or what might be over that hill. (from the top,
Carpintera Bluffs; Fields near Angles sur l'Anglin;
Along the Tracks to Rincon; & Rincon Hill from the Bluffs.
The creative life may not be lucrative, but it pays dividends that are beyond calculation, as I pass on the skills, techniques, concepts, and ideas that will allow a whole gang of young people to experience and explore their own worlds - and their own minds - in ways that will enrich their lives as well. I try to pay it forward, and I know that my students will do the same.

Monday, January 6, 2014


Photograph by Laura Hindle.
A friend in my hometown of Ann Arbor, Michigan, just posted this beautiful photo of the pond in her backyard on Facebook. I am feeling nostalgic for a real winter, for the snows and snowmen of my childhood, cross-country skiing through the woods, and playing ice hockey.

Then she posted that it was -15 degrees Fahrenheit, without the wind chill. This is not something I recall from childhood. I remember outdoor hockey games in high school, when the temperature dipped low enough that it hurt to breathe, and our sweaty hair would freeze instantly when we took our helmets off. I am pretty sure I’ve never experienced -15˚F, but unusual weather is not so abnormal these days.

Now I live in California, some sort of paradise. Yesterday I took a long walk on the beach, wading in the ocean as the tide came up. Today I picked tangerines and painted them, and then ate them.

Tangerines, 6x8" oil on birch, by Rebecca Stebbins.
Lest you think the grass is always greener, though, you should understand this: in a “normal” year, we have something like 17 inches of rain. In the past 16 months or so, we’ve had less than 4. My grass is not green. Almost everything in my garden is scraping by with minimal water. In Los Angeles, not far from here, this is the driest year on record, on the heels of several years of drought. The Colorado River, which supplies water to a number of competing interests – cities, farmers, golf courses, and of course the wild species which depend upon it for survival – is more besieged each year. There is no "normal" anymore, as far as I can tell.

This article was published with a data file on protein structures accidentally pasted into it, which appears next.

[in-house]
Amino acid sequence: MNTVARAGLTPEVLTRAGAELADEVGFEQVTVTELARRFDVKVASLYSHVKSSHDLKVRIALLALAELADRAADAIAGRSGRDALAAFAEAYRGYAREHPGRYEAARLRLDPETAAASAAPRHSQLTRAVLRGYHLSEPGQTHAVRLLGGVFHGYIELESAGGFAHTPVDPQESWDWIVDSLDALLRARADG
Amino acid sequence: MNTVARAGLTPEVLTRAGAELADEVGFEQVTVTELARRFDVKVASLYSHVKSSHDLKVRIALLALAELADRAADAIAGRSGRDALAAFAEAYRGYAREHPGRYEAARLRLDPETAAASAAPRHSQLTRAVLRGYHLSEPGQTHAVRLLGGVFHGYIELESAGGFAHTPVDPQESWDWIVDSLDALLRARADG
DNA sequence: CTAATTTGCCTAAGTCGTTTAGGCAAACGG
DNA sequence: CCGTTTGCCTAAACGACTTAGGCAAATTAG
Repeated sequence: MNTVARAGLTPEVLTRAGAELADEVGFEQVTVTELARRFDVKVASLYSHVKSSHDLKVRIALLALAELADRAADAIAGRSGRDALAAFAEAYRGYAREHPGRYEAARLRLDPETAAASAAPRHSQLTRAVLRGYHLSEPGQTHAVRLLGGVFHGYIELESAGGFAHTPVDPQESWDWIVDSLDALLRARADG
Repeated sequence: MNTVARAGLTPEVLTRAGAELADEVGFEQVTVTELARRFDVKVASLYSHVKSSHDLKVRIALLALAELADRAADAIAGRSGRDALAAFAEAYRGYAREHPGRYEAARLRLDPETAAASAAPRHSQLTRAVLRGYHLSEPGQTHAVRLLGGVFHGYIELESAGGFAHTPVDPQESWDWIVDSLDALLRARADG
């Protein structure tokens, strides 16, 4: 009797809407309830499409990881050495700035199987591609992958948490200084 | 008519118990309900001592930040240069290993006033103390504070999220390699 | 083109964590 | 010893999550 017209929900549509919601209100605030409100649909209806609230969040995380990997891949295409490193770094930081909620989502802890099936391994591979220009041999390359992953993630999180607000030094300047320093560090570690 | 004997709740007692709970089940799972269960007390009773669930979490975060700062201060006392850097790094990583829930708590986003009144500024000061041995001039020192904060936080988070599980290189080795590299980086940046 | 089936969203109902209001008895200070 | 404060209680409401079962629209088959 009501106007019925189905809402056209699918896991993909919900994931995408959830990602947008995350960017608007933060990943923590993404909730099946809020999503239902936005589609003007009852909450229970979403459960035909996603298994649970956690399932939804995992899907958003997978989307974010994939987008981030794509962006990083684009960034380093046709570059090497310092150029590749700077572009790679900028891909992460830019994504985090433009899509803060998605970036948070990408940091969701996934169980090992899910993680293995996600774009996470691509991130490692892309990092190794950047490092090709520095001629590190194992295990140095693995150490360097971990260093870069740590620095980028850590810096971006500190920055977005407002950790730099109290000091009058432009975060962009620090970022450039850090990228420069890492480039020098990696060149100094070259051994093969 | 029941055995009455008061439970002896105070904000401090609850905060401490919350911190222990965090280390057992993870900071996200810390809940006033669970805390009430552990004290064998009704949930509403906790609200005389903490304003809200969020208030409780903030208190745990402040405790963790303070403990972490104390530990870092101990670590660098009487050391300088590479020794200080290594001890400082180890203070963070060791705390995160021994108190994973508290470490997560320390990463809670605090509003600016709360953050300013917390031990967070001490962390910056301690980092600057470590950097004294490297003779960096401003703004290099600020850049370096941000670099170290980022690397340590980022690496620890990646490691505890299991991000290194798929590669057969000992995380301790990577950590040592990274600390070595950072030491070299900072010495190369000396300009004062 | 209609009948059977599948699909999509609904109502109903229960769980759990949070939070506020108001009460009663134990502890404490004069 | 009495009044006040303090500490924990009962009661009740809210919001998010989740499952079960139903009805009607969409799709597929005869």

We live in an arid climate out here in the West, but we don’t respect it and we don’t value our most precious resource. My neighbor next door regularly hoses down his bright  concrete driveway and his automatic sprinklers come on even when it does rain, helping to wash all the chemical pesticides he uses on his perfect lawn right down into the ocean. Even Oprah, who lives a few miles from me, is reported to pay $124,000 per year to keep her spacious lawns green. I guess if you can afford it, it’s ok, right? Well, no. Not in my opinion.

Clearly “global warming” is a misnomer; but I honestly don’t understand how anyone can still believe that our climate isn’t changing at a dramatic pace, on a global scale. And the only input that could be generating such a rapid change is the output of our unthinking human endeavors. As much as I love to paint tangerines in my studio, I feel I should be outside painting the landscape as well, because it’s possible that within a generation it won’t look anything like it does now.  

Friday, January 3, 2014

The Color of Snow

Watercolor study of the Huron
River in winter, Ann Arbor,
As an art teacher, I try to teach my students to see the world, to become careful observers. So many people travel through life unaware of this incredible world we share, and if we are to raise our children to be thoughtful stewards of the earth and all its inhabitants, first they have to appreciate and be grateful for it. For me, gratitude for this life begins with appreciation of beauty and nature, and that appreciation begins with seeing and experiencing.

Snowy woods in Ann Arbor,
Michigan (watercolor).
This winter storm blasting friends and family across the northeastern United States and Western Europe brought to mind one of my favorite paintings by one of my favorite painters, Claude Monet. His painting, La Pie (The Magpie), painted around 1868, is in the Musée d’Orsay in Paris and several years ago traveled to the DeYoung Museum in San Francisco. Even though I’d seen it in Paris, I traveled to San Francisco to see it again; and later when I was in Paris, I went to see it again. I am a bit of a Monet junkie, I suppose, but there is no comparison to seeing his paintings in person.